Gabriel Keller – Clair Obscur, 2022
Tracks: Tumulte (3:29), Time (5:01), Train To Resolution (4:27), Open Arms (5:13), Melancholia (3:50), Sonate Au Clair Obscur (6:42), Nothing Human (5:35), Out Of My Life (6:51), Honey (4:45), Acclamie (2:59)
We’re back into our mini series of reviews of French progressive rock albums, and today’s album has been my favorite of the batch. Gabriel Keller’s Clair Obscur has a range of influences, from the Beatles and Pink Floyd to Porcupine Tree and Opeth. The album features four different vocalists, each of whom wrote their own lyrics in their language of choice (English and French). There are three different guitarists and a host of stringed and blown instruments as well.
The first half of the album leans more on the pop influences, much influenced by Emi B’s smooth and clear vocals. The lyrics touch on struggles of love in difficult circumstances. The melodies on these tracks (“Time,” “Train to Resolution,” and “Open Arms”) are very catchy and very memorable. The melancholic pop of “Open Arms” makes a nice transition to Charlotte Gagnor’s appropriately entitled track, “Melancholia.” The French lyrics and Gagnor’s voice create a haunting atmosphere that is beautifully supported by strings and the occasional Gilmour lick from Keller’s guitar.
As the album moves along, it gradually gets heavier until it is solidly in progressive metal territory by “Honey.” One might think the differences in style across one album would be jarring, but the gradual shift as it goes makes it work really well. Even though there are four different singers with four different styles of writing, and thus varying lyrical themes, the album feels very cohesive. That’s a testament to Gabriel Keller as a musical writer.
The instrumental opening track sets the stage nicely, giving the listener a flavor of what’s to come: guitar-driven rock with spacey backgrounds and layered sounds with varying levels of heaviness. Similarly, the instrumental closing track helps the listener decompress after the album gradually ascended the mountain of rock.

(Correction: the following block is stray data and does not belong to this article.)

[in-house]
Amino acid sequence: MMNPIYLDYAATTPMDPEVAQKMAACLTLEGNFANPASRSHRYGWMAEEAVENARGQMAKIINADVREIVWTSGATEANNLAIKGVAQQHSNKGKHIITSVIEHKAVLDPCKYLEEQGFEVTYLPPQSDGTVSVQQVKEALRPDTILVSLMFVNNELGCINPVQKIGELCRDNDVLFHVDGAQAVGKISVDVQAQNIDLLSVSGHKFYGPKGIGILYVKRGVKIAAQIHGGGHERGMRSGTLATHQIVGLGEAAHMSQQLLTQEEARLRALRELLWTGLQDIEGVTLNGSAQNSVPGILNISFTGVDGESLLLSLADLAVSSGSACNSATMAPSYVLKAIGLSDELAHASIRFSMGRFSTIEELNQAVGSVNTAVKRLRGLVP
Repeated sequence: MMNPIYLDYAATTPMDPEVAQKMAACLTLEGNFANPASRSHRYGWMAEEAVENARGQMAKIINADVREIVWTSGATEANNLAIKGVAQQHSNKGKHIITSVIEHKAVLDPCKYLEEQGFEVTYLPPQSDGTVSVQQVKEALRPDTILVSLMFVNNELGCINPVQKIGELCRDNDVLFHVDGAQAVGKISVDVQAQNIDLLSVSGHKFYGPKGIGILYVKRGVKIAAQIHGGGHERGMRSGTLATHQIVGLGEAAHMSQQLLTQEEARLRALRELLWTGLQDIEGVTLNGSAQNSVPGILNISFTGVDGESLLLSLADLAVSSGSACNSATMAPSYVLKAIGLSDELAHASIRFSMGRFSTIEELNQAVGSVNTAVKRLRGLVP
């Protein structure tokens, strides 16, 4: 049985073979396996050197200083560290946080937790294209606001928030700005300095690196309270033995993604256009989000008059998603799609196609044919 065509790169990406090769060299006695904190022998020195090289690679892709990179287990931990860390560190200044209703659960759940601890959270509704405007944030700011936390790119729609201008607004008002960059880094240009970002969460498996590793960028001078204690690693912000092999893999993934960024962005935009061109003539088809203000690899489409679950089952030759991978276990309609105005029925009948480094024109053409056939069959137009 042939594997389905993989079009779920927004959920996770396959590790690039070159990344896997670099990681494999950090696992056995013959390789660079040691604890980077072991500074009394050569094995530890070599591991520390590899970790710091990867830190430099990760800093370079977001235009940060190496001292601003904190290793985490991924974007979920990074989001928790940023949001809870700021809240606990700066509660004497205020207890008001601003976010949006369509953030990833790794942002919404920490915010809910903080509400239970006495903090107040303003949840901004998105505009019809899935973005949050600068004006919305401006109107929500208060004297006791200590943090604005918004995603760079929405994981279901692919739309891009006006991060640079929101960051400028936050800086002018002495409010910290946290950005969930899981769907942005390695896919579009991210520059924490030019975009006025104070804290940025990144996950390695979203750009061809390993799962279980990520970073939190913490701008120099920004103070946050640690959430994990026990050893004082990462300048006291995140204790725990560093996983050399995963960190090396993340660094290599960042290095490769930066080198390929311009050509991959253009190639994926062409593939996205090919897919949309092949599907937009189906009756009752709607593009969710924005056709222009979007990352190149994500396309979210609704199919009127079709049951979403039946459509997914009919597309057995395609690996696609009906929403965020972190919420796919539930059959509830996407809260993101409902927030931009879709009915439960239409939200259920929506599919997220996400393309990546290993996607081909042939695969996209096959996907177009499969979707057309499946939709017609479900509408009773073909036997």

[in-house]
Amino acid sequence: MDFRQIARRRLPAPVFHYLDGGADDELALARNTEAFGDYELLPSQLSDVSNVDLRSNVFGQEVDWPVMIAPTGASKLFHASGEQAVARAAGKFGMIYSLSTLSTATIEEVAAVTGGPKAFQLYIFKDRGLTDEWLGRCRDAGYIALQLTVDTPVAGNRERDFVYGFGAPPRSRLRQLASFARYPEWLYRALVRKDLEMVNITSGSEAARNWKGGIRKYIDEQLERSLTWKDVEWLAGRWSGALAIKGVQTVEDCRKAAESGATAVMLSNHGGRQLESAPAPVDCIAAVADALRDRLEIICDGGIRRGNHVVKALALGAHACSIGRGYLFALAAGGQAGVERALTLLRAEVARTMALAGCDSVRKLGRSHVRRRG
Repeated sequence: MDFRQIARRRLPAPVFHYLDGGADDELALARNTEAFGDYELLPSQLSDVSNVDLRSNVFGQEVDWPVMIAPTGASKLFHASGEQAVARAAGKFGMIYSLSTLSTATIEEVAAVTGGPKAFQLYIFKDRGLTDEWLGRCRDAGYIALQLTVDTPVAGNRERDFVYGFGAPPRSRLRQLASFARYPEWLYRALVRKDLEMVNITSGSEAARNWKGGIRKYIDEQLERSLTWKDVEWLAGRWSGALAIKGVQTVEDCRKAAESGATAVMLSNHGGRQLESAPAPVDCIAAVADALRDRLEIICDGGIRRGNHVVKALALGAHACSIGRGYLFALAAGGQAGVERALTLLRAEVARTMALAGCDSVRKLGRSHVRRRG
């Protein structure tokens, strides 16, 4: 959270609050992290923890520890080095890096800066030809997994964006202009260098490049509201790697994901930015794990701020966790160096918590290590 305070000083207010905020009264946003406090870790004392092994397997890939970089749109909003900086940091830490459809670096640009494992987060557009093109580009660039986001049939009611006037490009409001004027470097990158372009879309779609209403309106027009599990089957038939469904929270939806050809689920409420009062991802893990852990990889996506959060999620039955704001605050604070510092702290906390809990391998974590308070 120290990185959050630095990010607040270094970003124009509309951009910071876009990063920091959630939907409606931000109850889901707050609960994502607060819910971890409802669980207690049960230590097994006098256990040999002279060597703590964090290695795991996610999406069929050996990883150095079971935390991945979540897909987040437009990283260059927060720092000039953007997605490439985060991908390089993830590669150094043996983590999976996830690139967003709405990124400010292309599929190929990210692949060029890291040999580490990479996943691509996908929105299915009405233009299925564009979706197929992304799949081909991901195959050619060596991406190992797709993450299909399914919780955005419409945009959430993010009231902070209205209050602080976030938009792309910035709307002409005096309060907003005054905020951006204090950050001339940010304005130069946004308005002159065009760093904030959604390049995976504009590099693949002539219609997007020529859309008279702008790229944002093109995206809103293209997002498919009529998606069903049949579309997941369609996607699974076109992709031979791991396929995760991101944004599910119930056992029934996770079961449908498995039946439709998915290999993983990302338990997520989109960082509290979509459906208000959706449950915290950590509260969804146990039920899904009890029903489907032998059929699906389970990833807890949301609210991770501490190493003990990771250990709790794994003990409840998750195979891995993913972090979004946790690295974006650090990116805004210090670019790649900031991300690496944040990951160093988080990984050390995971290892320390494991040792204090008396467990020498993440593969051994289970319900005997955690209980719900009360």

The variety of instrumentation also set this album apart. “Sonate au Clair Obscur” demonstrates the layers to be found on this record. It’s a longer primarily instrumental piece complete with stringed quartet, piano, and varying styles of guitar. It starts off quieter before gradually moving into heavier and more complex territory. The strings take on a more abrupt pace, complementing the growing heaviness of the guitar tone. There are some lyrics in the song, but they are more like backing vocal tracks with the music taking center stage. This track is really about the music.
“Nothing Human” is the closest to Porcupine Tree that we get on the record. The mournful guitar playing in the back of the mix behind Maïté Merlin’s vocals. The guitars have a heavy crunch throughout, especially in the chorus. My only beef in this song comes from pronunciation on a particular vowel in the word “winner,” which repeats in the chorus. In French and English, the letters “i” and “e” are pronounced opposite from each other. As such, the way Merlin pronounces this word in English comes out a bit differently than intended. I’m immature so I found it funny, which clearly isn’t the intent of the song. Honestly, that is the only complaint I have with the record – I’m grasping at straws for that. The song is great. The heaviness is well-balanced by Merlin’s vocals.
This record has certainly grabbed my attention over the several months I’ve had it (yes, yes, I know, I’m slow at reviewing and I have a backlog), so much so that Clair Obscur will find its way into my year-end best of list. The songs are memorable, and they draw you in with each listen. The stylistic variety on the album works well because of how the album is arranged. It gradually builds by the end leaving you wondering how you got to where you ended up. If you’re looking for an album to take you on a journey through realms of melancholic pop and hard rock crunch, put Clair Obscur on your list.
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